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VOL. 132 | NO. 121 | Monday, June 19, 2017

County Leaders Seek End to Juvenile Court Memorandum With Justice Department

By Bill Dries

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The Shelby County government institutions that signed off on a 2012 agreement with the U.S. Department of Justice to overhaul Memphis-Shelby County Juvenile Court want to end what is left of the memorandum of understanding.

Shelby County Mayor Mark Luttrell, Juvenile Court Judge Dan Michael and Shelby County Sheriff Bill Oldham sent a letter to U.S. Attorney General Jeff Sessions dated June 9 saying, “We hope your review will lead you to the same conclusion we have reached – it is time to terminate the agreement and allow all sides to stand together to praise the work that has been accomplished.”

The call comes two months after the Justice Department agreed to drop 17 areas in the agreement leaving the three areas of due process problems, equal protection claims and protecting children from harm while they are in juvenile custody. Those three areas have been where court monitors and critics of Juvenile Court on the Shelby County Commission have continued to express the most concern.

The call for an end to the remaining three points of the memorandum that followed a lengthy review over several years of Juvenile Court procedures and methods came after Sessions’ May 25 visit to Memphis. The agreement came up in private discussions during the visit, according to the letter.

Sessions made no mention of it in his public remarks to a group of federal prosecutors

Neither did Michael in a June 13 Juvenile Justice Summit in Hickory Hill.

“Incredible and solid reform has been achieved thank the efforts of all parties to the MOA (memorandum of agreement),” the letter concludes. “Thousands of hours and millions of dollars have been spent with the DOJ’s attorneys and monitors in working through all aspects of the

MOA. This work has created a roadmap for all other juvenile courts in the United States.”

On the three remaining issues that Luttrell, Michael and Oldham are seeking to declare resolved:

The letter from county officials says 60 percent of the children who come to Juvenile Court on matters are represented by the Shelby County Public Defender – a unit of the office specifically for juvenile cases that was among the first of the reforms to emerge from the memorandum.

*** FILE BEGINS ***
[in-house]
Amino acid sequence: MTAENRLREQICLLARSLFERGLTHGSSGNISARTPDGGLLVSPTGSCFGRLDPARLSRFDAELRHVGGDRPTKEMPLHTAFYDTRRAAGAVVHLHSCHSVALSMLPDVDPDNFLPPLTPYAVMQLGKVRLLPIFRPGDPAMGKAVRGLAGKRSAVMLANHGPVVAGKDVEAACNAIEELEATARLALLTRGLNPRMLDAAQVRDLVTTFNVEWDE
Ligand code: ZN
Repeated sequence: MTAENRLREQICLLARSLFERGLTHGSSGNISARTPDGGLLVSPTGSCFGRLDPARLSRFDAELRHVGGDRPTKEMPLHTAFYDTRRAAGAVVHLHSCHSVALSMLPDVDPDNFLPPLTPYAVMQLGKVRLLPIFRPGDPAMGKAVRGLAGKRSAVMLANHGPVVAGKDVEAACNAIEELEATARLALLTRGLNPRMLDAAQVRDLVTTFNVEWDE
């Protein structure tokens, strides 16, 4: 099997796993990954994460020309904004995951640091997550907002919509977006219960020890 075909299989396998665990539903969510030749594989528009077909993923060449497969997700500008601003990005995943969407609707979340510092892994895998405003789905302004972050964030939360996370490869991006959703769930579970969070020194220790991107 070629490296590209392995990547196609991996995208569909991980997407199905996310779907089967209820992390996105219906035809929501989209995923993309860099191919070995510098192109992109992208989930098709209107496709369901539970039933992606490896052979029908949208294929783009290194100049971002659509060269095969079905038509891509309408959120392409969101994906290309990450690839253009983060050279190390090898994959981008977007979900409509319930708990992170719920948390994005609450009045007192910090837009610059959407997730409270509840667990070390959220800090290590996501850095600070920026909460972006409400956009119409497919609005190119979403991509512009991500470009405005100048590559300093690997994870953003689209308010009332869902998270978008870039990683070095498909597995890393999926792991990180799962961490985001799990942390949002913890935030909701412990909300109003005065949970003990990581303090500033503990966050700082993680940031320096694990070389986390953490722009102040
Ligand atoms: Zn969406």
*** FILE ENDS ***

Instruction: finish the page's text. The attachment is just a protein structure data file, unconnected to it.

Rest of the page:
And the county is moving to appoint “part-time assistant public defenders” from the ranks of private attorneys.

“Given these circumstances, the county and the court have done what they can do to alleviate this matter,” the June 9 letter to Sessions concludes.

There is also a conflict between Tennessee Supreme Court decisions and the monitors on discovery issues at preliminary hearings as well as hearings where the District Attorney General’s office seeks to try juvenile as adults.

The county leaders claim “significant improvements” in protection from harm in juvenile detention “especially in the past six months.” That includes a “dramatic increase in the use of non-physical alternatives to force” and a drop in youth-on-youth assaults.

The monitor and county leaders disagree on a call by the monitor to “scale back” the reaction to threats of suicide.

On disproportionate minority contact with the juvenile justice system, the county leaders write Sessions that there is an overall drop in delinquency complaints – from 11,641 in 2010 to 4,948 in 2016. And the number of youth detained has gone from 6,238 in 2010 to 899 in 2016.

“It is important to note that the court does not make the decision to initiate delinquency matters or prosecute cases,” the letter adds. “Every case is brought to the court by law enforcement. Memphis is a city with a 66 percent African-American majority.”

The request comes a year after a compliance report from the Justice Department and several of the monitors appointed to gauge what progress has been made and what still needs to be done to meet the terms of the memorandum.

The report by Dr. Michael Leiber of the University of South Florida found progress in dropping the number of juveniles in detention and in the juvenile justice system beyond an initial contact.

But his findings were critical of decisions made at the court level.

“Being black increases the chances of being detained compared to similar whites,” Leiber found in the report last year. “Being black decreases the chances of receiving a non-judicial outcome compared to similar whites. … Race continues to explain case outcomes even after taking into consideration relevant legal factors such as crime severity, crime type, etc.”

At an April 2016 forum at the National Civil Rights Museum, Leiber said there is a “serious lack of movement” in addressing disproportionate minority contact.

And Justice Department attorney Winsome Gayle said at the same gathering that while the court is collecting data, it isn’t doing enough to address the problems shown in that data.

A report by another monitor specifically on juvenile detention in June 2016 found incomplete observation logs for juveniles in detention

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